I was sorting through old food pics and found this colorful one of pesto. Seemed apt to post the recipe, if only to enjoy all the bright colors of summer in the picture- before summer fades!
Take advantage of fresh basil in its prime in late summer. To keep it at its greenest, process it first with the olive oil and spinach; the oil seems to protect the leaves from oxidizing and darkening. The acids in the garlic, nuts and parmesan can darken the basil, so add those last. Another tip: pesto seems to stay greener when the leaves are processed at room temperature. In our many years of making pesto at The New Deli, we’ve found that the leaves don’t seem to like to get too cold in the fridge, only to heat up when processed…
Some recipes suggest blanching, to retaining pesto’s ideal green color; experiments at the deli have not proven that technique to be superior. Plus– this recipe’s easier!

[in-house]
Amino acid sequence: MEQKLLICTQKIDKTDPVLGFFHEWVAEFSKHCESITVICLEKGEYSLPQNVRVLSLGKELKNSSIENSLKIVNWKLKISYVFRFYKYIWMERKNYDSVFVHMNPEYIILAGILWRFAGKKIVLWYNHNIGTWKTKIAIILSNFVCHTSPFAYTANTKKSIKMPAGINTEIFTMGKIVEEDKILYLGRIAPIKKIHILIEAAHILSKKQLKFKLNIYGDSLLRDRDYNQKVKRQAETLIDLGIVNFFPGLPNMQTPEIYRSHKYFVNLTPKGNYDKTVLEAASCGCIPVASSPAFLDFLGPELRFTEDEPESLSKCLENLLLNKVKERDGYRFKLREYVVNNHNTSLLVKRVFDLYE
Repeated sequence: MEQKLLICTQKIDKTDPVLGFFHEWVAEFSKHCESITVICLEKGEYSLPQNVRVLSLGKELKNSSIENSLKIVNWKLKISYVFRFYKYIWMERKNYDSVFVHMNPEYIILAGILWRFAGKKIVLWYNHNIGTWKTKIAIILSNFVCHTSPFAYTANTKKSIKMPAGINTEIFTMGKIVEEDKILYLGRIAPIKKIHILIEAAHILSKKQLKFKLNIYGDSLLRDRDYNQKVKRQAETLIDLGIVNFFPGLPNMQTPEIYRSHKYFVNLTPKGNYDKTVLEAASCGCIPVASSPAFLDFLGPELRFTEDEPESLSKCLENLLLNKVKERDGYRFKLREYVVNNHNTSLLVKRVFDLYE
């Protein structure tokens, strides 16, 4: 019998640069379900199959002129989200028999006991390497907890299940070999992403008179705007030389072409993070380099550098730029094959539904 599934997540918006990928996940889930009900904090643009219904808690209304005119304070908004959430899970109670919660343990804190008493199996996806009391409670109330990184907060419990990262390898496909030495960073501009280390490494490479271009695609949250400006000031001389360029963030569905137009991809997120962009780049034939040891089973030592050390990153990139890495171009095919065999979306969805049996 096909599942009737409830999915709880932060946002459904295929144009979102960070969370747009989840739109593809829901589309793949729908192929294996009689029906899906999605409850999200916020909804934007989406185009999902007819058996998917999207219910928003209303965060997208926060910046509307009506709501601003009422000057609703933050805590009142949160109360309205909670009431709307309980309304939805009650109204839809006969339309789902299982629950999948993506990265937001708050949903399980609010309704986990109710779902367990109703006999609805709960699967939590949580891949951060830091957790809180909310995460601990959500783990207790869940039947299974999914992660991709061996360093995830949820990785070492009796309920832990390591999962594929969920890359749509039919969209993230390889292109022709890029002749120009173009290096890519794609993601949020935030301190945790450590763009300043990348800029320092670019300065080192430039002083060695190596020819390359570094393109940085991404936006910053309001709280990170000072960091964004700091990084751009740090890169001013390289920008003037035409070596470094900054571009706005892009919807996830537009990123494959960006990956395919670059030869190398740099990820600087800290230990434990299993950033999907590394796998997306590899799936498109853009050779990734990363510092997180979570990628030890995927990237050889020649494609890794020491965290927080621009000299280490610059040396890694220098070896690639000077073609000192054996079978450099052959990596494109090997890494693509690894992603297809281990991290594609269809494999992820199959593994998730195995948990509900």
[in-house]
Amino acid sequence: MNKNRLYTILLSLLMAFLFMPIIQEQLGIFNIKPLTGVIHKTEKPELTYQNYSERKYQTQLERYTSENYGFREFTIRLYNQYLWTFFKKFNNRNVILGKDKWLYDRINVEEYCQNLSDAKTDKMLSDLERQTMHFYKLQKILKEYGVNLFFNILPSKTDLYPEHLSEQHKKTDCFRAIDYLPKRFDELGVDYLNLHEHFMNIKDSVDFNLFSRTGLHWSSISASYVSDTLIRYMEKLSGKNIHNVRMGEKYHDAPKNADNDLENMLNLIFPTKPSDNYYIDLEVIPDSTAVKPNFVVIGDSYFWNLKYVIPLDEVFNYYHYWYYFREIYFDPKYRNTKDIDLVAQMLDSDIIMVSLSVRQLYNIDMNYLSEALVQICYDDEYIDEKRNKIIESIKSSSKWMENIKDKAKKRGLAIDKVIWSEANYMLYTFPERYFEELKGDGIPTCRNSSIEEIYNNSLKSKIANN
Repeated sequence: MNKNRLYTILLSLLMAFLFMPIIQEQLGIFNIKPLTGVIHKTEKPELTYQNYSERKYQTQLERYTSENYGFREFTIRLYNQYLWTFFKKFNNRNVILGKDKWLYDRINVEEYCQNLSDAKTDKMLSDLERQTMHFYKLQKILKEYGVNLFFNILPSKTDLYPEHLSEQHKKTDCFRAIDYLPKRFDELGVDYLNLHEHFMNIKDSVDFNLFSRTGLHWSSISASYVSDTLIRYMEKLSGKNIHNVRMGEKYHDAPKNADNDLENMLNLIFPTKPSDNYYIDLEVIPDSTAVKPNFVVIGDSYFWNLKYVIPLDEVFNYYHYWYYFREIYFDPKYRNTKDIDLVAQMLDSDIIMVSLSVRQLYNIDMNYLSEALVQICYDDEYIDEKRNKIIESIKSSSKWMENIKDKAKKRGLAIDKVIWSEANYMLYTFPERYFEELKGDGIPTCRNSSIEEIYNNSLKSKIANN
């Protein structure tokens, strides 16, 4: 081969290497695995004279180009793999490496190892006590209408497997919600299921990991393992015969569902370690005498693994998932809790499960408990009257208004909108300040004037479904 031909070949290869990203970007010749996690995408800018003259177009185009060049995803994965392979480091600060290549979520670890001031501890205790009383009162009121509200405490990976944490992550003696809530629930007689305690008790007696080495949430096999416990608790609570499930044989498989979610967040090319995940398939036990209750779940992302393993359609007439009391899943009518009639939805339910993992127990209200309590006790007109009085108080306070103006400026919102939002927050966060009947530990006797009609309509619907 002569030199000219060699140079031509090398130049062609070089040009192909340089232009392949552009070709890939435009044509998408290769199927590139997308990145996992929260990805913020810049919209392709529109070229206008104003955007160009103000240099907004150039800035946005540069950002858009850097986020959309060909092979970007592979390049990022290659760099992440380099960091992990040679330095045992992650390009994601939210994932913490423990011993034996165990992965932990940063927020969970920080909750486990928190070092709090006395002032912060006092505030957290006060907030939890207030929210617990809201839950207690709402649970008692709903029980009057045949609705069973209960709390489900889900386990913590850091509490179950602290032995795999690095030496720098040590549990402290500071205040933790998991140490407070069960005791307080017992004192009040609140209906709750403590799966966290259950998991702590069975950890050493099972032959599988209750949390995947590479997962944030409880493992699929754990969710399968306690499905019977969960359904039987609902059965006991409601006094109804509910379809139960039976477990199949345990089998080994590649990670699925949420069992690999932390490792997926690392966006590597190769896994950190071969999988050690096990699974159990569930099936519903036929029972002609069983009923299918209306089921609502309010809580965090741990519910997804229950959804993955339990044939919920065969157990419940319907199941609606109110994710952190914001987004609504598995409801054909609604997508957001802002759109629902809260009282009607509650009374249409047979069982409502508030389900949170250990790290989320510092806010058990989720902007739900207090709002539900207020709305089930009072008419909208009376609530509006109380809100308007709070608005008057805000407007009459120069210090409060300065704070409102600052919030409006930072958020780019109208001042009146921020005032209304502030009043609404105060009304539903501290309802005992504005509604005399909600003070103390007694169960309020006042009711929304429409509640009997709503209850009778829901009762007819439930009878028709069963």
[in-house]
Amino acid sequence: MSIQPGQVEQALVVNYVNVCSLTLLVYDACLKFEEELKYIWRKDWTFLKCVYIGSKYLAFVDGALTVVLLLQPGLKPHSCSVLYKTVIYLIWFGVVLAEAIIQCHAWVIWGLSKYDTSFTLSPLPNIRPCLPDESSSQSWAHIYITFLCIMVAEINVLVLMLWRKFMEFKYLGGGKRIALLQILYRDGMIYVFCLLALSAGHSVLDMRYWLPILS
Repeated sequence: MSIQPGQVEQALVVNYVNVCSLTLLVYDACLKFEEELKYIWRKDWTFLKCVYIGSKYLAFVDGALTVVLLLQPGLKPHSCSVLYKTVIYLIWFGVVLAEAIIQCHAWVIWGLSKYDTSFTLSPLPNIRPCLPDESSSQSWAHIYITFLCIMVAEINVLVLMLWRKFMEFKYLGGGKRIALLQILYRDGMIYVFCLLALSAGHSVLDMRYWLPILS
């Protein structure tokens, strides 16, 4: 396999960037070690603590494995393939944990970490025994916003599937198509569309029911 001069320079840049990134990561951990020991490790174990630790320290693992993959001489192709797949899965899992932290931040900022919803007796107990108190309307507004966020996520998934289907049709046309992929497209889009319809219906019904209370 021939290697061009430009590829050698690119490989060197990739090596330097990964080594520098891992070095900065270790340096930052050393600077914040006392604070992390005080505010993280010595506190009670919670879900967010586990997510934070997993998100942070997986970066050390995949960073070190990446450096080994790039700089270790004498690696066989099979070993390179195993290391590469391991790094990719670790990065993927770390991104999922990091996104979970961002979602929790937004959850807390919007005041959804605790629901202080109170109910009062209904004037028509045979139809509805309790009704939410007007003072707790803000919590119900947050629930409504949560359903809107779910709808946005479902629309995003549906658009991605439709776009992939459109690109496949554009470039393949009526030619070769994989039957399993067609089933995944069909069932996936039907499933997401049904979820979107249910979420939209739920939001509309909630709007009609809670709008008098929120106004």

Frozen portions of the pesto will keep for months. For an easy meal, add pesto and grilled veggies to pasta (tortellini is especially tasty). Or add to pizza, drizzle in soups, or use for a Pesto Torta appetizer . Makes approx. 2 lbs. (4 c.).
- 4 c. fresh basil leaves (12 oz.)
- 4 c. fresh spinach
- 3/4 c. olive oil
- 1/2 c. fresh garlic cloves, peeled
- 1 c. pine nuts
- 2 c. Parmesan
1. Process the following: > 4 c. fresh basil leaves (12 oz.) > 3 to 4 c. fresh spinach > 3/4 c. olive oil
2. Add and process again with: > 1/2 c. fresh garlic cloves, peeled (or 1/4 c. minced)
3. To the above, add and process: > 1 c. pine nuts > 2 c. Parmesan
4. The pesto can be stored in the freezer, added to a zip-lock bag and flattened out; this makes it easy to break off a chunk of it as needed. Or, it will keep a week or so in the refrigerator; add a thin layer of oil on top (or press some plastic wrap against the surface), as exposure to air will darken it.